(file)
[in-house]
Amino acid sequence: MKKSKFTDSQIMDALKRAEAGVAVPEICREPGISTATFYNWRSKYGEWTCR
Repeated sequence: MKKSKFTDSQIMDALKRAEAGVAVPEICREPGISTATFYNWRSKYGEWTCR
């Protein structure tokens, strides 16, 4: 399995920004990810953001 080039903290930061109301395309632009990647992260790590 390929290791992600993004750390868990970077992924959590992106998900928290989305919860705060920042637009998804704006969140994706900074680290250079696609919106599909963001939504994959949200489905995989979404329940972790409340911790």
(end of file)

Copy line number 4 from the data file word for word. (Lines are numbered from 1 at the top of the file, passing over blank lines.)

């Protein structure tokens, strides 16, 4: 399995920004990810953001 080039903290930061109301395309632009990647992260790590 390929290791992600993004750390868990970077992924959590992106998900928290989305919860705060920042637009998804704006969140994706900074680290250079696609919106599909963001939504994959949200489905995989979404329940972790409340911790």